I have a confession to make. When President Barack Obama won the 2008 presidential election, I was very happy. I knew what a historic moment it was. Yet I didn't experience the sense of elation that many other blacks did. A part of me felt numb as I watched black elderly people who'd lived through Jim Crow discuss what Obama's election meant to them. By showcasing such blacks, the mainstream media seemed to be implying that the 2008 election meant racism was dead and gone. I simply didn't buy it.
Although I'm fairly young--my Tennessee-born mother barely remembers segregation--I've felt the sting of racism. In fact, when the 2008 election took place I was still recovering from the most blatant racism I'd ever experienced. I won't go into specifics about what happened to me, but suffice it to say that certain individuals let me know that my blackness was an issue for them. My race meant that I didn't measure up and would never be welcomed by them. They refused to even utter my name because my blackness meant they didn't have to acknowledge my existence.
Everyone in my life--friends and family, blacks, whites, Asians, Latinos--could not believe that I was subjected to such in-your-face racism in 2008. Yet I was. Given this, I watched the election coverage very skeptically. As the weeks and months and finally years begin to pass, the nation disabused itself of the notion that Barack Obama's presidency had ushered in a post-racial America. By this time Americans had seen the doctored images of Obama as a shoeshine boy, as a grinning Sambo-like caricature on a box of waffles, as a chimpanzee and as a terrorist. We saw Obama's White House superimposed on a watermelon patch and his face used to hawk fried chicken. We saw the racist signs at tea party rallies referring to Obama as "an arrogant Kenyan" or more recently the one at a Mitt Romney rally calling for the public to "put the white back in the White House." We saw the birthers repeatedly challenge the legitimacy of the first black president's right to be in office by claiming that his birth certificate was a fraud. We saw Obama shouted down while addressing the public, Arizona Gov. Jan Brewer waving her finger in his face and other unprecedented acts of disrespect targeting a sitting president. All in all, we saw that Obama's presidency had unearthed racism rather than buried it.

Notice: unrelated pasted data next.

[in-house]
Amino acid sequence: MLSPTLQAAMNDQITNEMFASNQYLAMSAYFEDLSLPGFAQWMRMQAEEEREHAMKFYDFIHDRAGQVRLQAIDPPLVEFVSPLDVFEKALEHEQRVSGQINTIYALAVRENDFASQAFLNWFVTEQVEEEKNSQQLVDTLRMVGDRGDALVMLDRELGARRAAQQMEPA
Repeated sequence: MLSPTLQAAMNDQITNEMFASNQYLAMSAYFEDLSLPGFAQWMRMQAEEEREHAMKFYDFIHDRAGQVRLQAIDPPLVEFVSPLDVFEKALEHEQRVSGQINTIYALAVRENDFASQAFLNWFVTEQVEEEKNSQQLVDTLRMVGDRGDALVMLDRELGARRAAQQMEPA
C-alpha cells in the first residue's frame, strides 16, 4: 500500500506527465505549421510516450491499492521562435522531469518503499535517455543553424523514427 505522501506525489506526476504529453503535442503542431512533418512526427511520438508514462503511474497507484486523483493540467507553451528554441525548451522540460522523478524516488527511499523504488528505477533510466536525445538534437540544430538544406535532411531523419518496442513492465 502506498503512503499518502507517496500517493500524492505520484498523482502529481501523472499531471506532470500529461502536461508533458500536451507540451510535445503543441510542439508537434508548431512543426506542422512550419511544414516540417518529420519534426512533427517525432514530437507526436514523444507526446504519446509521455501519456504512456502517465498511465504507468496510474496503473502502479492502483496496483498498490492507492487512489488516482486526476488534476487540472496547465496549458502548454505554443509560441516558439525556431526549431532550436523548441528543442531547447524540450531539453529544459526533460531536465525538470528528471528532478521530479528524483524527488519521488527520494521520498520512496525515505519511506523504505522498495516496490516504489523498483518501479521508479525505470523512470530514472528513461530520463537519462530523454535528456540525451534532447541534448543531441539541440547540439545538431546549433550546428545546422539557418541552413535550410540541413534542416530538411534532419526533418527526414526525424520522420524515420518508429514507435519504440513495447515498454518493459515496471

If Obama wins reelection it will signify in many ways that the hate mongers lost. Of course not everyone who's backing Mitt Romney is a hate monger. Gallup has found, however, that a significant number of Romney supporters say they're not really voting for him but against Obama. You can find the hate mongers in this group.
Will the hate mongers triumph if Romney wins? Not necessarily. Black president or not, the United States is a much more diverse place than it was just 10 or 20 years ago, and Romney will have to serve people of color along with whites, if elected. Just as President Barack Obama has pointed out that he's not president of black America, Romney will not be president of white America if he wins the 2012 race. He'll have to contend with communities of color, the 47 percent and the "very poor" people he said he's not concerned about. While a black president can be driven out of office, hate mongers will never be able to drive black and brown people out of the U.S.